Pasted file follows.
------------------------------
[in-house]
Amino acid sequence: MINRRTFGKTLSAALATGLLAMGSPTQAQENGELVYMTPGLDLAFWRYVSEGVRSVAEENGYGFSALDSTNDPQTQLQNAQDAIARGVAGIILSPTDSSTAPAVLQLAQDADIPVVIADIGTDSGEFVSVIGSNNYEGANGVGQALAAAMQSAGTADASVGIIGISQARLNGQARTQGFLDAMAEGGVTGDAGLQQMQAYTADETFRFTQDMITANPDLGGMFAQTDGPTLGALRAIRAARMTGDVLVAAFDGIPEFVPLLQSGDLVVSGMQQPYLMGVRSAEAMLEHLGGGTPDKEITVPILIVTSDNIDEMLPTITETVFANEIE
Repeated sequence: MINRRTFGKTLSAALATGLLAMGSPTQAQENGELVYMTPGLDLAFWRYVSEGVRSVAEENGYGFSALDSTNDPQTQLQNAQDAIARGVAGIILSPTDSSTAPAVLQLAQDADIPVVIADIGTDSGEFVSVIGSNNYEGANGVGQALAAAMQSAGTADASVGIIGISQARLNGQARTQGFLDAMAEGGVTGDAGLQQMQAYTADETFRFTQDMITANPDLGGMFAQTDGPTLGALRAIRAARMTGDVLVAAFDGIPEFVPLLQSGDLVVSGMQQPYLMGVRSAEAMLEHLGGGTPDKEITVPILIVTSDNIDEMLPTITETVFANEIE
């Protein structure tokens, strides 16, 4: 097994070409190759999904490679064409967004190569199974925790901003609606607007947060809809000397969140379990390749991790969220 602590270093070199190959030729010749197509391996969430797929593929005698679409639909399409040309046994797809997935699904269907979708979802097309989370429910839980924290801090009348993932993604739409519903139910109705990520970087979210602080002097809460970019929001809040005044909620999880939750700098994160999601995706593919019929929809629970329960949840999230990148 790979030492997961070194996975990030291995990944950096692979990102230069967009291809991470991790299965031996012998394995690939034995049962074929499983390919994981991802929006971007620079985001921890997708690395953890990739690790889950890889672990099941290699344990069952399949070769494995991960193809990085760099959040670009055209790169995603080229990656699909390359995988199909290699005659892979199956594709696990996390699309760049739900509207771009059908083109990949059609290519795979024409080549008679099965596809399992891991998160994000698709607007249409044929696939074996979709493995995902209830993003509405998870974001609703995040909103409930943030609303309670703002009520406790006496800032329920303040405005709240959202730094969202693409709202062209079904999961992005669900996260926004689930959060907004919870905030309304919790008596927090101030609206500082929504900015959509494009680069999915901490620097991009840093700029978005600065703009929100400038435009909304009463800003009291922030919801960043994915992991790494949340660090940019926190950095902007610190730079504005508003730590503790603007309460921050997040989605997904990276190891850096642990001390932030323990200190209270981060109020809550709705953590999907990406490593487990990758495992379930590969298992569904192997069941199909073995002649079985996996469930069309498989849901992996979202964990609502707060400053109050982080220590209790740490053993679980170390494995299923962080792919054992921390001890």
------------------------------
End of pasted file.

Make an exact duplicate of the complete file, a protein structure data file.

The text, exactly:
[in-house]
Amino acid sequence: MINRRTFGKTLSAALATGLLAMGSPTQAQENGELVYMTPGLDLAFWRYVSEGVRSVAEENGYGFSALDSTNDPQTQLQNAQDAIARGVAGIILSPTDSSTAPAVLQLAQDADIPVVIADIGTDSGEFVSVIGSNNYEGANGVGQALAAAMQSAGTADASVGIIGISQARLNGQARTQGFLDAMAEGGVTGDAGLQQMQAYTADETFRFTQDMITANPDLGGMFAQTDGPTLGALRAIRAARMTGDVLVAAFDGIPEFVPLLQSGDLVVSGMQQPYLMGVRSAEAMLEHLGGGTPDKEITVPILIVTSDNIDEMLPTITETVFANEIE
Repeated sequence: MINRRTFGKTLSAALATGLLAMGSPTQAQENGELVYMTPGLDLAFWRYVSEGVRSVAEENGYGFSALDSTNDPQTQLQNAQDAIARGVAGIILSPTDSSTAPAVLQLAQDADIPVVIADIGTDSGEFVSVIGSNNYEGANGVGQALAAAMQSAGTADASVGIIGISQARLNGQARTQGFLDAMAEGGVTGDAGLQQMQAYTADETFRFTQDMITANPDLGGMFAQTDGPTLGALRAIRAARMTGDVLVAAFDGIPEFVPLLQSGDLVVSGMQQPYLMGVRSAEAMLEHLGGGTPDKEITVPILIVTSDNIDEMLPTITETVFANEIE
């Protein structure tokens, strides 16, 4: 097994070409190759999904490679064409967004190569199974925790901003609606607007947060809809000397969140379990390749991790969220 602590270093070199190959030729010749197509391996969430797929593929005698679409639909399409040309046994797809997935699904269907979708979802097309989370429910839980924290801090009348993932993604739409519903139910109705990520970087979210602080002097809460970019929001809040005044909620999880939750700098994160999601995706593919019929929809629970329960949840999230990148 790979030492997961070194996975990030291995990944950096692979990102230069967009291809991470991790299965031996012998394995690939034995049962074929499983390919994981991802929006971007620079985001921890997708690395953890990739690790889950890889672990099941290699344990069952399949070769494995991960193809990085760099959040670009055209790169995603080229990656699909390359995988199909290699005659892979199956594709696990996390699309760049739900509207771009059908083109990949059609290519795979024409080549008679099965596809399992891991998160994000698709607007249409044929696939074996979709493995995902209830993003509405998870974001609703995040909103409930943030609303309670703002009520406790006496800032329920303040405005709240959202730094969202693409709202062209079904999961992005669900996260926004689930959060907004919870905030309304919790008596927090101030609206500082929504900015959509494009680069999915901490620097991009840093700029978005600065703009929100400038435009909304009463800003009291922030919801960043994915992991790494949340660090940019926190950095902007610190730079504005508003730590503790603007309460921050997040989605997904990276190891850096642990001390932030323990200190209270981060109020809550709705953590999907990406490593487990990758495992379930590969298992569904192997069941199909073995002649079985996996469930069309498989849901992996979202964990609502707060400053109050982080220590209790740490053993679980170390494995299923962080792919054992921390001890």